Clemson can prove that we are one of the best things to happen to the world. Too often environmental concerns become a partisan issue, a left versus right thing. The issue becomes an attack on one group or another. The issue of there being fewer than 3,200 tigers in the wild needing to be saved is thankfully not a politically polarizing issue; it is one that the majority of people already agree we need to do something about. Furthermore, Clemson, LSU, Auburn, and Mizzou and more have the answer of what can be done, we can embrace what we are best at, our passion for the tiger and use that passion to literally save our mascot from becoming extinct in the wild and confined merely to a cage like the mascot of our rivals. The tiger’s iconic image of king of the jungle is important to our image; Indeed, the tiger paw of Clemson could become both an international symbol for football and the force that saved the tigers for everyone


C: Couldn't have answered that last question better myself! So how did you get involved with T4T?

P: My involvement with T4T came in a roundabout way. I have bled orange my entire life; I was small in the late 80’s, but still old enough to know that Saturday was “Coach Ford’s day” and Sunday was the Lord ’s Day. Once a student at Clemson, my classes enriched me with a deep understanding of the extreme humanitarian crises occurring in our world that are very preventable. In this state, football is king, the passion a thing of beauty. Likewise, I formed a belief and faith in my Clemson family that if we could put forth that much effort towards football, then we could also unite and harness that energy to be a leader for additional positive changes in the world. In my senior year, I ran for student body president with this as my platform. Of course being a senior, I knew that even if I somehow won that I wouldn’t be around since I was graduating. The comedian part of me wanted to win so my first official act as president could be to resign from office. I figured I had little chance anyway since I had always avoided student government like the plague, but hoped the attention to the campaign could also bring about attention to pushing the Clemson fan base to unite its passion for various humanitarian efforts. I was ultimately kicked out of the race for illegally putting signs in trees and when they caught on I wasn’t going to be around the next year anyway.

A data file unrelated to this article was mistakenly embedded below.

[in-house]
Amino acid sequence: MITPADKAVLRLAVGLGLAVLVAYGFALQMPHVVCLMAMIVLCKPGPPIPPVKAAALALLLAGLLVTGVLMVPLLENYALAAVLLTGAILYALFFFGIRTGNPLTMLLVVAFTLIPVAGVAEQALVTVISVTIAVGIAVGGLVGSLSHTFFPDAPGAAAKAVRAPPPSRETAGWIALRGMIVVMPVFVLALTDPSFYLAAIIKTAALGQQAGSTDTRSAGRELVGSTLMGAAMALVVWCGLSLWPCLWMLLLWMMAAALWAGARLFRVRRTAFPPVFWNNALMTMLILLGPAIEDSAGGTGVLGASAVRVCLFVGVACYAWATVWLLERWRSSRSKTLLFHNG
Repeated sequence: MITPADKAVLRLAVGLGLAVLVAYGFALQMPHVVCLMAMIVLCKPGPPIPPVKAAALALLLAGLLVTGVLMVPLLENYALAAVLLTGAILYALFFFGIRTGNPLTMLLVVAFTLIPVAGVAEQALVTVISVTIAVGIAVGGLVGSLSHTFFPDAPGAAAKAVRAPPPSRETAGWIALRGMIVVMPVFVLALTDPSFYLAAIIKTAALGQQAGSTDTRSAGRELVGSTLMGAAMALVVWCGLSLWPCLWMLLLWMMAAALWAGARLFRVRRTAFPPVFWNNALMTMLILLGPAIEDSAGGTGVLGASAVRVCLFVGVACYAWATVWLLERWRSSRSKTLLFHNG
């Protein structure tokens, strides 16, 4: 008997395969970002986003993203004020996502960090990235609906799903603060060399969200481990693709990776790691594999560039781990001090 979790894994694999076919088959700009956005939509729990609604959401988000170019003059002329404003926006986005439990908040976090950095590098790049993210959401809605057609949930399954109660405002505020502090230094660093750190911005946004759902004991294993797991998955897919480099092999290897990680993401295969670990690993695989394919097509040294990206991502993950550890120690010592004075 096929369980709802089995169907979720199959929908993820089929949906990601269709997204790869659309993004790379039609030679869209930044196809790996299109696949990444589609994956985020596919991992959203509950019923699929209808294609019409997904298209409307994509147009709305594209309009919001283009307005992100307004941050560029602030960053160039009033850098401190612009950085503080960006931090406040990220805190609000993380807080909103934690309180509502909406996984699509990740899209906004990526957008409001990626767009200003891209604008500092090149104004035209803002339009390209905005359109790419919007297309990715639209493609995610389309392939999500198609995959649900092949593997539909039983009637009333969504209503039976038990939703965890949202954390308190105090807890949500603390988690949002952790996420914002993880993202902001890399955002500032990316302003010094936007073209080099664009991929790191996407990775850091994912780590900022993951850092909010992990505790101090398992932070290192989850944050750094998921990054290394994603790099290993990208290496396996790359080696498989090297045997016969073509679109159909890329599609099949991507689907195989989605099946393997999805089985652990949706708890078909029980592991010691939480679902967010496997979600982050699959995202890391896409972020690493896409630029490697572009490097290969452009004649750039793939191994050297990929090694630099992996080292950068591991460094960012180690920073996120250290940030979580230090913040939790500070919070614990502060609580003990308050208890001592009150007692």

After graduating and cleaning out old boxes, I rediscovered a tiger flyer I received at a Clemson football game as a kid in the late 90’s. The flyer talked about Tigers going extinct. Anyhow, I decided the cause so natural for Clemson to save its mascot from extinction that we could be a game changer for the Tiger. Especially at that time, Exxon mobile ironically was one of the largest supporters of Tigers and their contributions were nothing compared to what Clemson has the power to unleash. I formed this idea called “save our mascot” and wanted to make Clemson open dates be changed on the schedule to read ‘Clemson vs. Extinction.” I figured this printed on all the schedules with links online to a website about what Clemson was doing to save tigers could be huge. I e-mailed President Barker who e-mailed me back about Dr. Tonkyn and the already existing T4T group. I was thrilled the ball was already rolling with a group. I was perplexed that I knew nothing about it while at Clemson, guess that’s what happens to philosophy majors, in our own world. Anyway, I worked in 2007 with Dr. Tonkyn and T4T on a Clemson vs Extinction campaign in which we got Coach Bowden involved with a PSA and raffled Tiger art at. Thus, it obviously dawned on me in 2007 that the little flyer I got about tigers while in middle school back in 1996 or 1997 must have been from Takako and T4T crew back when they were getting started!


C: What advice would you give to T4T members and leaders?

P: My advice for other T4T members and leaders is to have fun! Saving the world is a joyous event. We will pass through this world but once, let us do so not trudging through it depressed and full of gloom but full of joy. It’s a privilege to do this work, to be a tiger and protect tigers! Keep your message simple and positive. Let fans know that it is not an either/or decision, to either support football or support saving the tiger; rather, combined. These two ideologies strengthen each other. Simply inform others that Clemson can be the difference that saves our mascot from going extinct in the wild as fewer than 3,200 remain. Ask them to join the fight with the Clemson family and work together to (simple focus of the cause at time) save tigers!


_______________________________________________________________________________


On behalf of everyone involved with T4T, many thanks to Pete for everything he's done for Tigers for Tigers and continues to do! (That includes entertaining us on the dance floor.)

If you would like to learn more about what YOU can do & how you can get involved, check out other pages on our website. Of course, follow us on Twitter & likes us on Facebook!

Go Tigers!


Carrah Lingo

Communications Associate

NT4TC


clingo@clemson.edu


Featured Posts
Recent Posts
Archive
Search By Tags
No tags yet.
Follow Us
  • Facebook Basic Square
  • Twitter Basic Square